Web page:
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Hesam Rad
Hesam Rad

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Developing Quality API with Laravel - Tip #3

Tip #3 - Extract all your constant values (non-variables) into one config file.

What do I mean by this?

Imagine a scenario where you're developing an API for an e-commerce application. There is going to be model named Product in this application and you (the back-end developer) have to make queries to fetch those products and send them to the front-end client. It would be something like this:

/*
 * Return a list of available products.
 *
 * @return Collection
 */
public function index()
{
    return Product::query()
        ->where('available', true)
        ->paginate(20);
}
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And later down the road you have to make another query to fetch all Payment records in your system and it would look like this:

/*
 * Return a list of successful payments.
 *
 * @return Collection
 */
public function index()
{
    return Payment::query()
        ->where('status', 'successful')
        ->paginate(20);
}
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And there is NOTHING wrong with this.

I am here to suggest a way to make your codebase cleaner and more maintainable in case of future changes.

Let's say you have around 50 controllers in your Laravel application and all the index methods are returning a collection of 20 items. Imagine if the clients asks you to return only 10 items instead of 20. Now you have to go through all 50 controllers and change ->paginate(20) into ->paginate(10). It's pretty easy right?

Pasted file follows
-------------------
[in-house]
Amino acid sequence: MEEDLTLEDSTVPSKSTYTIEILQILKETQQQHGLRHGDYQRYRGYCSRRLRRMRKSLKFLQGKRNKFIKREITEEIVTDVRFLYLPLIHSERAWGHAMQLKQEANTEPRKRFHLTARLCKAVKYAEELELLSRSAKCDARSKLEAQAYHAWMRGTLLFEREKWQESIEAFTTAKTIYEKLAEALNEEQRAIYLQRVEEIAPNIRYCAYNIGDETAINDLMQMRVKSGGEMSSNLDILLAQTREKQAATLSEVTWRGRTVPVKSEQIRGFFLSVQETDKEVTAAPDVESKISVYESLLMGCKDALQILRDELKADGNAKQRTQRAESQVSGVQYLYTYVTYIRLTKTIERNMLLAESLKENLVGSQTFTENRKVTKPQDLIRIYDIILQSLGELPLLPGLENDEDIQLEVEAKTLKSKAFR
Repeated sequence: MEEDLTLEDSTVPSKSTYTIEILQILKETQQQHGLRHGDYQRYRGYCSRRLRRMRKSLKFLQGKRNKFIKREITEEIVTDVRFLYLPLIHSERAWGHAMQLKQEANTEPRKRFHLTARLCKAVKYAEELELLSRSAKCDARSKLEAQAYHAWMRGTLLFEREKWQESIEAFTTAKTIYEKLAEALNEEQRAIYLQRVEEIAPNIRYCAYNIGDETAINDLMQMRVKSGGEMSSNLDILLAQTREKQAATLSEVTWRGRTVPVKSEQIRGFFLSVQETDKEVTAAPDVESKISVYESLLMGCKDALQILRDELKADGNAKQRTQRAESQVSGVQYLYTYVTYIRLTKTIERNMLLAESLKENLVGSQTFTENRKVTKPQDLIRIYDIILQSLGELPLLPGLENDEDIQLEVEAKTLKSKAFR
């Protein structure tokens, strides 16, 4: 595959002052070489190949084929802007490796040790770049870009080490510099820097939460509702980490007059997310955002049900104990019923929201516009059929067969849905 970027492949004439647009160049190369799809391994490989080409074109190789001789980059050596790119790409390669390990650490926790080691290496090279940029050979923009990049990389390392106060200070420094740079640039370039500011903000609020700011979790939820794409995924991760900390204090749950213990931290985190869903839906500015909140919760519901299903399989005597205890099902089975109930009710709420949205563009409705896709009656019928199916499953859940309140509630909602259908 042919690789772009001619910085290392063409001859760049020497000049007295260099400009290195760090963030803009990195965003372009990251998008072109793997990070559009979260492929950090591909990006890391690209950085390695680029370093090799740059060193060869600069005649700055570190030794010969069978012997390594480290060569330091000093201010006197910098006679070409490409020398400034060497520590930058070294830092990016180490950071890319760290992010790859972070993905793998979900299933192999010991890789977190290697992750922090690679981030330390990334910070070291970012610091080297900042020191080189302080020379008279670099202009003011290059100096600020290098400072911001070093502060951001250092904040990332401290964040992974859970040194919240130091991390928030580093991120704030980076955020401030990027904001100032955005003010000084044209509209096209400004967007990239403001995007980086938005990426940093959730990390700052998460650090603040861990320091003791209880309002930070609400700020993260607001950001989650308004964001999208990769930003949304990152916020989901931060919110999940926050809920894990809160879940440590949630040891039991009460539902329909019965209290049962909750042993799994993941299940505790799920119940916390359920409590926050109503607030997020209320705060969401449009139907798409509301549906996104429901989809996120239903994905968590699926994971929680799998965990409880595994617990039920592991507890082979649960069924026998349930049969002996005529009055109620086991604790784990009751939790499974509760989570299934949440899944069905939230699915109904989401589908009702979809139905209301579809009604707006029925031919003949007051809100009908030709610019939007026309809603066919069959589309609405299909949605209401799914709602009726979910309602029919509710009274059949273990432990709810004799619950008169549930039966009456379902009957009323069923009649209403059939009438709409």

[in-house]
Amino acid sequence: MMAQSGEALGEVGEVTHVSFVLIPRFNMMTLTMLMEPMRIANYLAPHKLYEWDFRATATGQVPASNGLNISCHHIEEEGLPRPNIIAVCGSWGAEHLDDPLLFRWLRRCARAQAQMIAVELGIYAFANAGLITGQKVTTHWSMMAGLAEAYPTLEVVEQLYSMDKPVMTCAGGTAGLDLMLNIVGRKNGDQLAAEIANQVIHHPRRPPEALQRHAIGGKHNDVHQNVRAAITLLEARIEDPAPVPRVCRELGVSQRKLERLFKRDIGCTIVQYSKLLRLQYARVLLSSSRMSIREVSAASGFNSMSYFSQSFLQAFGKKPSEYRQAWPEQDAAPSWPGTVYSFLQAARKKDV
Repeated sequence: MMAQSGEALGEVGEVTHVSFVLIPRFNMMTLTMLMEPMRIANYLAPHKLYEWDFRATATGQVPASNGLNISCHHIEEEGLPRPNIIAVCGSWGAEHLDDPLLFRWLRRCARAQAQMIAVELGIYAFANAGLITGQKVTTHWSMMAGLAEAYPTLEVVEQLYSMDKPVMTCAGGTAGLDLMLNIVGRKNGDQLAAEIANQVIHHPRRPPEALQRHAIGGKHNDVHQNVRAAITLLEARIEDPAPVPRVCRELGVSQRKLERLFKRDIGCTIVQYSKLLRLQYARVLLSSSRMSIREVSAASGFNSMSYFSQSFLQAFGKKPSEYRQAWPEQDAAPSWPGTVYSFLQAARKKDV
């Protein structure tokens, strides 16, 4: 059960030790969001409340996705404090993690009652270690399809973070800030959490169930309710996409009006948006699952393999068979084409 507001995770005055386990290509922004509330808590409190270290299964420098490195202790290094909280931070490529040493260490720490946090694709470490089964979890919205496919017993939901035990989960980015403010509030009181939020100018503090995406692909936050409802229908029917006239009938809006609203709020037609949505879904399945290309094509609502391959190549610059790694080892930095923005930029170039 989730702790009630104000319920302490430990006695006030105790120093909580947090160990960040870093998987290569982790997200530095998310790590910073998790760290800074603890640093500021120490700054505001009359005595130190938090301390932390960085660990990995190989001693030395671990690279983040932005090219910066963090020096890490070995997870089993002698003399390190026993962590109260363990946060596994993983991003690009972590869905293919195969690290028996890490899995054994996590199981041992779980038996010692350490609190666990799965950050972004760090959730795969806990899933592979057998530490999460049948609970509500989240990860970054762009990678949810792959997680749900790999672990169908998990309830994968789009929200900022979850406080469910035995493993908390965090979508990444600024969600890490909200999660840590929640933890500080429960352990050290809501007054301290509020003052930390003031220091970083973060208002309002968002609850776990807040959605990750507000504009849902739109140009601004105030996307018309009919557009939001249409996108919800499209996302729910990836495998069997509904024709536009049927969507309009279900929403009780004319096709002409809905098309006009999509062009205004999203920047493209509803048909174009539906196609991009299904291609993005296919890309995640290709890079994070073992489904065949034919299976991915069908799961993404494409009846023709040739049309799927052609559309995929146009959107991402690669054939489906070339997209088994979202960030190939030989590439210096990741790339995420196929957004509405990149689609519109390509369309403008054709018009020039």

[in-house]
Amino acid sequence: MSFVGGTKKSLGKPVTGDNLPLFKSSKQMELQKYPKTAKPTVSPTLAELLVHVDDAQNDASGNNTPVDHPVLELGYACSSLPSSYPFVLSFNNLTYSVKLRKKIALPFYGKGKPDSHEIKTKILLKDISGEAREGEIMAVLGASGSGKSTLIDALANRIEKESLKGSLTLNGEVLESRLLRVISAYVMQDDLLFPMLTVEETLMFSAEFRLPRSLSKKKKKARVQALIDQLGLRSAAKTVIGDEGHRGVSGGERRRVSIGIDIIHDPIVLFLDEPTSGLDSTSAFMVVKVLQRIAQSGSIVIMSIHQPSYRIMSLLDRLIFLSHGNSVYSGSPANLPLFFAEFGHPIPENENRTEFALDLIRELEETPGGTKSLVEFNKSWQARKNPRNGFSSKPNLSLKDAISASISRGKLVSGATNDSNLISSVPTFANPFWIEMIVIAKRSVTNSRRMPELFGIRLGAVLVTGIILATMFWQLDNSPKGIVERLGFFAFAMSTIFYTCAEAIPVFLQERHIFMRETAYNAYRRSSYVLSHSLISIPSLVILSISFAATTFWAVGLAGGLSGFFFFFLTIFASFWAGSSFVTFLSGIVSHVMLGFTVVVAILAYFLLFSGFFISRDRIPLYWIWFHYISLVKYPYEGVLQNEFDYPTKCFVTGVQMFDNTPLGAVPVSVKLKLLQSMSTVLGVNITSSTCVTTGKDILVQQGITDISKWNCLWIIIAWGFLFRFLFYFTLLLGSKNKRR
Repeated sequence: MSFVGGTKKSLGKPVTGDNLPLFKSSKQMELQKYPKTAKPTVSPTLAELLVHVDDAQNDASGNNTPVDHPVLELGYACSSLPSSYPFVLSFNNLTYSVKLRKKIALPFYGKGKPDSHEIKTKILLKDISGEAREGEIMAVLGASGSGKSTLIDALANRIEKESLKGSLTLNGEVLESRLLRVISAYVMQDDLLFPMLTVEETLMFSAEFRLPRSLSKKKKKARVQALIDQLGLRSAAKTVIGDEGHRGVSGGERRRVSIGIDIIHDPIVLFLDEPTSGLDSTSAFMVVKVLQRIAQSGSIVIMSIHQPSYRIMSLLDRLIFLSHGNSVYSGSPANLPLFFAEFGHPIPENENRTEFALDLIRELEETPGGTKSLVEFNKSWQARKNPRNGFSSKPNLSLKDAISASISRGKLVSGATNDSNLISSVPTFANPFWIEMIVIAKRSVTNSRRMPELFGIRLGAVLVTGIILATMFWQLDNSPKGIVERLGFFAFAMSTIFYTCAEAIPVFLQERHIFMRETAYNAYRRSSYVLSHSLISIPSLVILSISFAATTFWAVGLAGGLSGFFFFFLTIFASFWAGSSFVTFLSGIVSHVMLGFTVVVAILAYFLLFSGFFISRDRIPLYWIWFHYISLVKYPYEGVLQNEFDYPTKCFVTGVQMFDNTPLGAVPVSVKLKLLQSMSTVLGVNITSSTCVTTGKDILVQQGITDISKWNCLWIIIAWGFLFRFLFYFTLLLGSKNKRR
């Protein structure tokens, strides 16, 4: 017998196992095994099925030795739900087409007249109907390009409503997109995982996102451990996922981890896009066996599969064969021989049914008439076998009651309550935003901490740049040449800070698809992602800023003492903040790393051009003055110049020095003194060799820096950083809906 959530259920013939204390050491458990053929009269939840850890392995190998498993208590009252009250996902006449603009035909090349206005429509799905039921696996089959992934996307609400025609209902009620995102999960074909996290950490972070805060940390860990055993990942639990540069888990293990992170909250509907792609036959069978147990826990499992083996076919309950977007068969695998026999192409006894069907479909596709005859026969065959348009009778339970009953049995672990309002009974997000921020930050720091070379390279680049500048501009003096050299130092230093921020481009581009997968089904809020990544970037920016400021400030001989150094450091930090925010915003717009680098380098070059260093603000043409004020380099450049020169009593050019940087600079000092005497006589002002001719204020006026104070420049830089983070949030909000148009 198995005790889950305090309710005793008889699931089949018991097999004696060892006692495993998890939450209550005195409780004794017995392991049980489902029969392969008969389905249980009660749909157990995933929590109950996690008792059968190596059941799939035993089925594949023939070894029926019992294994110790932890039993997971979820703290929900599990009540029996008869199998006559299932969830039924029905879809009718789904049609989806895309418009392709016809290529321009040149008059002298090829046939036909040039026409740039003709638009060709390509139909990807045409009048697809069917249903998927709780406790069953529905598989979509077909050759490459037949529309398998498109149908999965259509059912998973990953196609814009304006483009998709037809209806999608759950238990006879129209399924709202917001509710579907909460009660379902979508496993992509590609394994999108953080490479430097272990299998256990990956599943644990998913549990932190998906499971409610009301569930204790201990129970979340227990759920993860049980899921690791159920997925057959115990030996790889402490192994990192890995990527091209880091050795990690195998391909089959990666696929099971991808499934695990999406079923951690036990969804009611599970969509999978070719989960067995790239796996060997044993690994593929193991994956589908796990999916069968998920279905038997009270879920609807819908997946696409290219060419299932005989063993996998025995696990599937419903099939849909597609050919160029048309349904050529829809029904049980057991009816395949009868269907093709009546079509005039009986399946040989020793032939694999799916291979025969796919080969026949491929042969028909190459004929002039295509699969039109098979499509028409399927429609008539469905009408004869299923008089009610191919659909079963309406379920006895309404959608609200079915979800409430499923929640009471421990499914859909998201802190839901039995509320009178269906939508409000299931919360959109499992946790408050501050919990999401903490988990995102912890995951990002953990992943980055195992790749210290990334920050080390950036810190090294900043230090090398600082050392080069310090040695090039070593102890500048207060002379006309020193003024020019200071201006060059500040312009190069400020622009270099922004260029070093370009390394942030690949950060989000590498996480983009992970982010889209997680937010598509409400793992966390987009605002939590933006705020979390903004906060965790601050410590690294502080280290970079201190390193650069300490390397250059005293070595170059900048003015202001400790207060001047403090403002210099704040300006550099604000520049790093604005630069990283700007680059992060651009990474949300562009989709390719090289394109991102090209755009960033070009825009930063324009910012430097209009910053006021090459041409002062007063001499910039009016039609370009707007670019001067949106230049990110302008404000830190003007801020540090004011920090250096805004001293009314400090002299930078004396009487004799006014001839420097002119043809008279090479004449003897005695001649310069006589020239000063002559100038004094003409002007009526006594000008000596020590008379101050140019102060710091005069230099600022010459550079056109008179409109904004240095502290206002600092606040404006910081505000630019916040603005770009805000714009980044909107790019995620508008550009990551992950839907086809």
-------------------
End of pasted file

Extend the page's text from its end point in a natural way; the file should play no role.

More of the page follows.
If you're using vscode or phpstorm you could ctrl + shift + f to find and replace every ->paginate(20) with ->paginate(10) and your job would be done in a matter of seconds. But that's not a nice way.

This is what I would do and suggest you do as well:

I would create a file called constants.php inside Laravel's config file and put everything I use through out the application inside it:

<?php 

/**
 * Every constant that is used through out the application is 
 * defined here.
 * 
 * Note that if you're caching your application's configuration 
 * you should clear it after each modification to see the change.
 * 
 */

return [

    /*
    |-----------------------------------------------------
    | Items to Paginate
    |-----------------------------------------------------
    | Number of records to paginate in each query.
    |
    */
    'items_to_paginate' => 20,

    //and many other things...
];
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Looks clean, right?

Now I would change my controllers like this:

/*
 * Return a list of available products.
 *
 * @return Collection
 */
public function index()
{
    return Product::query()
        ->where('available', true)
        ->paginate(config('constants.items_to_pagiante'));
}
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Now if client wants me to change the number of paginated items, I could change one value inside my config file without touching my controllers and the whole system would change with that.

Now this feels clean, right?

Note
Of course you can add as many values as you want. This is not just for pagination. I, personally have a lot of values in my constants.php file; so the usage is up to you.

One more thing, if you're caching your application's configuration you should clear it after each modification to see the change.

Last Words
Hope you found this tip helpful. If you have any suggestions for future tips, please comment down below. I'd be more than happy to get in touch with you.


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